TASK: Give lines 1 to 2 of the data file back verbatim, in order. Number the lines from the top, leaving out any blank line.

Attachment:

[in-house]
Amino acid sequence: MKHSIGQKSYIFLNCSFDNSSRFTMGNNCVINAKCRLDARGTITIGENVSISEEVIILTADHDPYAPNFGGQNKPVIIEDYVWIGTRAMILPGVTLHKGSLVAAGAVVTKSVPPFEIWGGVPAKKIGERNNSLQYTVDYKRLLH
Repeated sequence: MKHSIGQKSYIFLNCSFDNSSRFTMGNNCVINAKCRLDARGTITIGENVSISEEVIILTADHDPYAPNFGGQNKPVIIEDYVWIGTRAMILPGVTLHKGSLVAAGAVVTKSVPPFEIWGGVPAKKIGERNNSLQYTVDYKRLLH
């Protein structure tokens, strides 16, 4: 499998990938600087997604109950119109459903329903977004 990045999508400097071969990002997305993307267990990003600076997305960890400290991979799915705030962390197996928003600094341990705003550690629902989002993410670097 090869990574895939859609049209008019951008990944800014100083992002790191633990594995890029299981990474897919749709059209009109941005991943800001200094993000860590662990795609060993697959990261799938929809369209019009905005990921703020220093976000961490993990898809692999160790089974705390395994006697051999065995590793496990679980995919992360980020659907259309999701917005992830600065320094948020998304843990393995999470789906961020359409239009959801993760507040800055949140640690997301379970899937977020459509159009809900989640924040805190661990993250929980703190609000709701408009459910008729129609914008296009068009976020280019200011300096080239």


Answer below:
[in-house]
Amino acid sequence: MKHSIGQKSYIFLNCSFDNSSRFTMGNNCVINAKCRLDARGTITIGENVSISEEVIILTADHDPYAPNFGGQNKPVIIEDYVWIGTRAMILPGVTLHKGSLVAAGAVVTKSVPPFEIWGGVPAKKIGERNNSLQYTVDYKRLLH